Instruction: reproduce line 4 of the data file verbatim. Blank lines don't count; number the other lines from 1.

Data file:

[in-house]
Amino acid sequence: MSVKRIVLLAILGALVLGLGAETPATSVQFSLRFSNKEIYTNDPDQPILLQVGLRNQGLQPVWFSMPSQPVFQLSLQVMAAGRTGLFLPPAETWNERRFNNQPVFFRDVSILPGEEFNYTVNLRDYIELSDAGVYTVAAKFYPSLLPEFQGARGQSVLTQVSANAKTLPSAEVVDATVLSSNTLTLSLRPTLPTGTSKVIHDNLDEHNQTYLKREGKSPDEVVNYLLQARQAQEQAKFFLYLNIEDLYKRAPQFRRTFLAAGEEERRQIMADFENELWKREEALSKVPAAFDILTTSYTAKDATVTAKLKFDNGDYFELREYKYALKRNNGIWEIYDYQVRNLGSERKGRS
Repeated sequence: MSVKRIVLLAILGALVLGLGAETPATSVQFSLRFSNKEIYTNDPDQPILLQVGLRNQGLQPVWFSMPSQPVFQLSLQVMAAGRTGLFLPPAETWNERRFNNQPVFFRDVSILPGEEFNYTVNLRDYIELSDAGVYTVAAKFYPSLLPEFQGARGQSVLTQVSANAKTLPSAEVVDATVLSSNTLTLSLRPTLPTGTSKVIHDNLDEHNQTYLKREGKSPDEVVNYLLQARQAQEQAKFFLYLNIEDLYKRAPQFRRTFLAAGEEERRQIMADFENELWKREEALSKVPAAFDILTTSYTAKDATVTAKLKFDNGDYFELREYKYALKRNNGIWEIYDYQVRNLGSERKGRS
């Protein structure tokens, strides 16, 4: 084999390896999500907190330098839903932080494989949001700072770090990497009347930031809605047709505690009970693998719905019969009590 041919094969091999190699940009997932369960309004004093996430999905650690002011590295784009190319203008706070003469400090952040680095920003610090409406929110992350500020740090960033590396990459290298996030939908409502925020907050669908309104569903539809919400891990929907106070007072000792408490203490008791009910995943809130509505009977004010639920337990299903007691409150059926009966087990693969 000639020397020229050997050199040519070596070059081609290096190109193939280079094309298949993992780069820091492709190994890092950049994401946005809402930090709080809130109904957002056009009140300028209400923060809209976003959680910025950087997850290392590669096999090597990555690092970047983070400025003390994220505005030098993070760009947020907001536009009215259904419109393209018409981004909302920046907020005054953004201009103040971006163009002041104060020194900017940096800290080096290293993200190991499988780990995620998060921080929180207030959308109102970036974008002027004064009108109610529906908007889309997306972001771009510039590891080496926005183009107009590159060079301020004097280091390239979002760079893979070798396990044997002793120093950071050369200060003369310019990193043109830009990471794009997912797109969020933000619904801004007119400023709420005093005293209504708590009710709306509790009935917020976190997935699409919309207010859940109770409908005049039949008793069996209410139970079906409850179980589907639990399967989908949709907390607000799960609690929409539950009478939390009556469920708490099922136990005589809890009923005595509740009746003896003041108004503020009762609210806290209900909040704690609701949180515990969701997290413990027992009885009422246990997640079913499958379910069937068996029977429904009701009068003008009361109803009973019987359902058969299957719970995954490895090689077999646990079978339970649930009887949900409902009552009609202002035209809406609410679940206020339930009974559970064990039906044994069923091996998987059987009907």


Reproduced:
């Protein structure tokens, strides 16, 4: 084999390896999500907190330098839903932080494989949001700072770090990497009347930031809605047709505690009970693998719905019969009590 041919094969091999190699940009997932369960309004004093996430999905650690002011590295784009190319203008706070003469400090952040680095920003610090409406929110992350500020740090960033590396990459290298996030939908409502925020907050669908309104569903539809919400891990929907106070007072000792408490203490008791009910995943809130509505009977004010639920337990299903007691409150059926009966087990693969 000639020397020229050997050199040519070596070059081609290096190109193939280079094309298949993992780069820091492709190994890092950049994401946005809402930090709080809130109904957002056009009140300028209400923060809209976003959680910025950087997850290392590669096999090597990555690092970047983070400025003390994220505005030098993070760009947020907001536009009215259904419109393209018409981004909302920046907020005054953004201009103040971006163009002041104060020194900017940096800290080096290293993200190991499988780990995620998060921080929180207030959308109102970036974008002027004064009108109610529906908007889309997306972001771009510039590891080496926005183009107009590159060079301020004097280091390239979002760079893979070798396990044997002793120093950071050369200060003369310019990193043109830009990471794009997912797109969020933000619904801004007119400023709420005093005293209504708590009710709306509790009935917020976190997935699409919309207010859940109770409908005049039949008793069996209410139970079906409850179980589907639990399967989908949709907390607000799960609690929409539950009478939390009556469920708490099922136990005589809890009923005595509740009746003896003041108004503020009762609210806290209900909040704690609701949180515990969701997290413990027992009885009422246990997640079913499958379910069937068996029977429904009701009068003008009361109803009973019987359902058969299957719970995954490895090689077999646990079978339970649930009887949900409902009552009609202002035209809406609410679940206020339930009974559970064990039906044994069923091996998987059987009907």